thu 25/07/2024

Thundercat, The Halls, Wolverhampton review - jazz-funk bassist lets loose | reviews, news & interviews

Thundercat, The Halls, Wolverhampton review - jazz-funk bassist lets loose

Thundercat, The Halls, Wolverhampton review - jazz-funk bassist lets loose

Funk, anime and prog jazz in the West Midlands

The cat without the hatMasanori Naruse

Thundercat is known for his love of having a good old noodle on his six-stringed bass guitar – and there was plenty of that going on at the Halls in Wolverhampton on Easter Sunday. But this was far from the whole story of his show that threw in sci-fi funk, prog jazz and hip-swinging soul music to a performance that was dedicated to Anime master Akira Toriyama.

Thundercat (or Stephen Bruner to his mum) was once the bass man for hardcore punks Suicidal Tendencies and while his show didn’t reach out that far, it was certainly one that didn’t just hit one button. Similarly, his audience was a diverse crowd with a rainbow of ages, colours and fashions on show – with plenty of those present looking for an opportunity to get down and shake their bits. And that was something that they got in spades.

Coming onto a stage that was dominated by a huge backdrop of the Thundercat of Cartoon World and a thick fog of dry ice, illuminated with red stage lights, Bruner and his two sidesmen hit the ground running with a super-funky “Lost in Space”. Keys man Dennis Hamm was soon laying down tinkling atmospheric washes behind the mad tempo changes of Justin Brown’s enormous drum kit – which would even have had Mötley Crue’s Tommy Lee feeling lost among the sheer volume of skins and cymbals – while the Main Man stood centre stage with the broadest grin and his fingers moving around his fretboard in a blur.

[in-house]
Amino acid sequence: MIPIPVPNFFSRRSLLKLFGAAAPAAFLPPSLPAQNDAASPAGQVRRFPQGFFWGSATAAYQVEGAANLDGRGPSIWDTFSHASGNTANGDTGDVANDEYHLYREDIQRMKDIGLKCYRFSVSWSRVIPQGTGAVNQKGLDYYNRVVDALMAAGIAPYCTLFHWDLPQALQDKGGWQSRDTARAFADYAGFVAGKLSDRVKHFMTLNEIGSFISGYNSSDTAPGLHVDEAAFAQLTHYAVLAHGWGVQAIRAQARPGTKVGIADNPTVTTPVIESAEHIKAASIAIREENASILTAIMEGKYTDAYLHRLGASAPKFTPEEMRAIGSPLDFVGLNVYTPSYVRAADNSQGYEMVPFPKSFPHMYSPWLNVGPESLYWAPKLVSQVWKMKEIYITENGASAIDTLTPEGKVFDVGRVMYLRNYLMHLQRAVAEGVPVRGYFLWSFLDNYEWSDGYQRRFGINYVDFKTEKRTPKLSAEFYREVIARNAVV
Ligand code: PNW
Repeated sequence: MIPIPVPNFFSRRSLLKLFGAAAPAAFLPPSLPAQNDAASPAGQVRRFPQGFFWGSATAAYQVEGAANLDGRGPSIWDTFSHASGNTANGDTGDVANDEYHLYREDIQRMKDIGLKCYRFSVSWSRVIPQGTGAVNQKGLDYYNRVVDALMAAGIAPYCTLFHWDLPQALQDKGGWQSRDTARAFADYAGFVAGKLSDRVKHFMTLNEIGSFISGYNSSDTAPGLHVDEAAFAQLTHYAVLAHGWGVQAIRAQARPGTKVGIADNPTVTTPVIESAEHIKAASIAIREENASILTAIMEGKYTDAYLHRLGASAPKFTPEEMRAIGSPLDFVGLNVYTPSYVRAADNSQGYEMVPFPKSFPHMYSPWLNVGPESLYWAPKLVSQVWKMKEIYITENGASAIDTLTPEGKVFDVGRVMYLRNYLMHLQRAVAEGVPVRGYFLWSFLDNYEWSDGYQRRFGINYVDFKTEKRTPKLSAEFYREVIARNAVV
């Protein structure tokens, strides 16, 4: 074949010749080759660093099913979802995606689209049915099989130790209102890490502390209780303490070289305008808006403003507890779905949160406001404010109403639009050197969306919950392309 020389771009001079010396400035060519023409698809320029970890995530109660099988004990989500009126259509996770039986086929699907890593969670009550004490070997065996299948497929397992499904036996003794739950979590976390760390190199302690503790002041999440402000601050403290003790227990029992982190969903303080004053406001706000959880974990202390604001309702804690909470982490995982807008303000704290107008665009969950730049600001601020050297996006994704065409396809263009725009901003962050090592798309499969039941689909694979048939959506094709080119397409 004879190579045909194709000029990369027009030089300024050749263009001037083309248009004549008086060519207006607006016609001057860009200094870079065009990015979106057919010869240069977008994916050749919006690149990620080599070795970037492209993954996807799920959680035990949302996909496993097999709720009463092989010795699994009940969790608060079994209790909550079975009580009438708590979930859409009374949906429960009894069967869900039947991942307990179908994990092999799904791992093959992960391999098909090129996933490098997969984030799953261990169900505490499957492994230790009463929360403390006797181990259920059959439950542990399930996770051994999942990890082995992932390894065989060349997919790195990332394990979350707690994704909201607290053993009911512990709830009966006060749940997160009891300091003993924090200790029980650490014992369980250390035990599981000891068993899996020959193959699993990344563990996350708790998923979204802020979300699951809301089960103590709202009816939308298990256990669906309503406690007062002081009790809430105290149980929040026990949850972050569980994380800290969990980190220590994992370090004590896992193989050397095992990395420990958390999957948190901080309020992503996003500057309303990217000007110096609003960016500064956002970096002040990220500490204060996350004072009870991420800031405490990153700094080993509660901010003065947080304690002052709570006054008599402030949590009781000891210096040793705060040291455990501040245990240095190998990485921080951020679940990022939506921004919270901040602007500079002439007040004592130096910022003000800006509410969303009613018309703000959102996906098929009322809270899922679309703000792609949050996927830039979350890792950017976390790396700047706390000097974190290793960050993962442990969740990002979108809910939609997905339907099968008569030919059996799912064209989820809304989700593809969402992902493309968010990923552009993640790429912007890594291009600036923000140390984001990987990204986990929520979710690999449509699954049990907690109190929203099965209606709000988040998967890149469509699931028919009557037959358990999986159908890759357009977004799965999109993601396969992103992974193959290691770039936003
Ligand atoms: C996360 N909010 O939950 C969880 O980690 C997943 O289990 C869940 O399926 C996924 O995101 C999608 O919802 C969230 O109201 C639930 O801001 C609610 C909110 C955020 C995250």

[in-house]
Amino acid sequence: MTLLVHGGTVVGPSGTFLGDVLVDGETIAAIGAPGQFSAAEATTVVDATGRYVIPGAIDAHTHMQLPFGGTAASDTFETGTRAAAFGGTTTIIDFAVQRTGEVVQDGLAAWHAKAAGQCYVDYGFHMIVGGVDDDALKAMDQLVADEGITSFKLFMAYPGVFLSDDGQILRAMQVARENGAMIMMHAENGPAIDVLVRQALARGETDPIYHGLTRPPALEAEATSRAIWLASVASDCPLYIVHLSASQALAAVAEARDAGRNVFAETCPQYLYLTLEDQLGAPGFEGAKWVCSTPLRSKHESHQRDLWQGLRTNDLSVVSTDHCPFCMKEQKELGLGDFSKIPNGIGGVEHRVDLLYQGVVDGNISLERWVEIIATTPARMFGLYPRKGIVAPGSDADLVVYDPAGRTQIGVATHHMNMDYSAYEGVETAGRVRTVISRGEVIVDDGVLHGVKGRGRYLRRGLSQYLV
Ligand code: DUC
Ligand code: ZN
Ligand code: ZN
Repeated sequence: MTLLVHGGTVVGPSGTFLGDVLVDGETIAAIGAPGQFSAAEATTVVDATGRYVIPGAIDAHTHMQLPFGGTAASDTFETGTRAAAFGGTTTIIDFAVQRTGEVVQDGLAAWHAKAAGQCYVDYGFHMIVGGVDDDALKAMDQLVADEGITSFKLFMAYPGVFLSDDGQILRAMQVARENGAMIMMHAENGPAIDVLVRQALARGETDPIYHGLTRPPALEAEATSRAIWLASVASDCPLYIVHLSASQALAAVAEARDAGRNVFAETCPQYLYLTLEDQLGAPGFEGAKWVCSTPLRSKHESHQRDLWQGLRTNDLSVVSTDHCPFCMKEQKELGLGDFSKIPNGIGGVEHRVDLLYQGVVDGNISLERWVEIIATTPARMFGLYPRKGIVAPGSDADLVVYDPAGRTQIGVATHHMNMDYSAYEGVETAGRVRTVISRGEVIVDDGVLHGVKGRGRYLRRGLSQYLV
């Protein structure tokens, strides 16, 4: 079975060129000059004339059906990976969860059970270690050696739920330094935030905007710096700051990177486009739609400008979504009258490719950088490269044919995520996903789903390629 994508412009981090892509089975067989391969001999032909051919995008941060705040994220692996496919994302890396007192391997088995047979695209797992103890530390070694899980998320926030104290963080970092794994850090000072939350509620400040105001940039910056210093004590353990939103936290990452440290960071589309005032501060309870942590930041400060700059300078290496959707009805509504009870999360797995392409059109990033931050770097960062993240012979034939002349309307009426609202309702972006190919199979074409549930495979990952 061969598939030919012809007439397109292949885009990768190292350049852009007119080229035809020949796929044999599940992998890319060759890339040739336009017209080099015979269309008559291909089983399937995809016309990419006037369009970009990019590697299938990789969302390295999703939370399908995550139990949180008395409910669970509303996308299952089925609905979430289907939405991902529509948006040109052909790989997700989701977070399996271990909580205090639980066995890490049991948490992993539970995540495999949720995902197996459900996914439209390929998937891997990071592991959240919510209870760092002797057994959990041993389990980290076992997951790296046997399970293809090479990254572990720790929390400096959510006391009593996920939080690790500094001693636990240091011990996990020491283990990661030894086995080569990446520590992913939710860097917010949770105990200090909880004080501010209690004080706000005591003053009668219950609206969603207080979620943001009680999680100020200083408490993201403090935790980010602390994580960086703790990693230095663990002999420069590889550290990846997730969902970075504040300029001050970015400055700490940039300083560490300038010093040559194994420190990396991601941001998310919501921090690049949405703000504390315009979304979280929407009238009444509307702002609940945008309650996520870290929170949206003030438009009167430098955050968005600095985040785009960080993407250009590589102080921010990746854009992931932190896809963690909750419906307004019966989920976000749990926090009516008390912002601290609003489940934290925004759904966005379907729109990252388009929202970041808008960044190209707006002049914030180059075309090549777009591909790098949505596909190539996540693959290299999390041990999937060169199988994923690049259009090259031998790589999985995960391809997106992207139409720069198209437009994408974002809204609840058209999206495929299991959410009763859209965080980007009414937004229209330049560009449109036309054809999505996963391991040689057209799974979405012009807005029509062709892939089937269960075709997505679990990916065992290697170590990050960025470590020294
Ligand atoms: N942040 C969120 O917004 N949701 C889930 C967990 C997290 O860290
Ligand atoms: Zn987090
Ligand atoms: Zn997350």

Some of his lines may have been somewhat lacking, with “Overseas” particularly staying in the shallow water with such couplets as “Girl you’re so fine / You really blow my mind”, but it wasn’t to admire Thundercat’s lyrical dexterity that Wolverhampton had come out. It was the groove of “Thousand Knives”, “Tokyo”, “Funny Thing” and plenty of “new shit” that had those present grinding and bouncing along. Even if “Tron Song” with its three simultaneous solos that didn’t seem to be linked in any way, gave the crowd the opportunity to have a breather.

There was more than just music coming off the stage and Thundercat had plenty to say between songs, and in the case of “Tokyo”, during it. This included tales of his first trip to Japan, hanging out with Motown songwriter Leon Ware and a good laugh at what Jake Paul may have lined up for himself when he goes into the ring with Mike Tyson in July. However, it was the final strait of “Heartbreaks + Setbacks”, “Funny Thing” and “Them Changes” that sent the audience off into the night with smiles almost as big as Thundercat’s. And so, as the notes faded and with a simple “Thank you, guys”, the trio of funkateers left the stage without an encore but leaving the crowd more than happy.

The trio of funkateers left the stage without an encore but leaving the crowd more than happy


Editor Rating: 
Average: 4 (1 vote)

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